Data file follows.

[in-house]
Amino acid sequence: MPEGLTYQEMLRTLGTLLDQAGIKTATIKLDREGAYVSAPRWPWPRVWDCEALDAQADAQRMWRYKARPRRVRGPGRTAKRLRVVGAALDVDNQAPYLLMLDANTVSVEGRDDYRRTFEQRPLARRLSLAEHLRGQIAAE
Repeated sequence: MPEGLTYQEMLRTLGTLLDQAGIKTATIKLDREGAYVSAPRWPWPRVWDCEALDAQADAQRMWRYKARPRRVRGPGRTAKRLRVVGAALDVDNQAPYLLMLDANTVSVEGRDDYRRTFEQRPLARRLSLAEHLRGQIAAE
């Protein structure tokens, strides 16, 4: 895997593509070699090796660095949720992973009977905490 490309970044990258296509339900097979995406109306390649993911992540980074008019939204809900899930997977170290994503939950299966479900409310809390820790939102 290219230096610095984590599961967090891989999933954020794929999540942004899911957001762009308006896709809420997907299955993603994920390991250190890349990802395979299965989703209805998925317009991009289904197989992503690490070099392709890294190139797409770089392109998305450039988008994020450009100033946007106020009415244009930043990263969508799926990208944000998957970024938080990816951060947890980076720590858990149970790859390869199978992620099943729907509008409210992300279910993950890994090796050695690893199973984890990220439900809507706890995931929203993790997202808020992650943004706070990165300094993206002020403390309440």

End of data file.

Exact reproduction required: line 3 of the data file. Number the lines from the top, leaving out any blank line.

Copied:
Repeated sequence: MPEGLTYQEMLRTLGTLLDQAGIKTATIKLDREGAYVSAPRWPWPRVWDCEALDAQADAQRMWRYKARPRRVRGPGRTAKRLRVVGAALDVDNQAPYLLMLDANTVSVEGRDDYRRTFEQRPLARRLSLAEHLRGQIAAE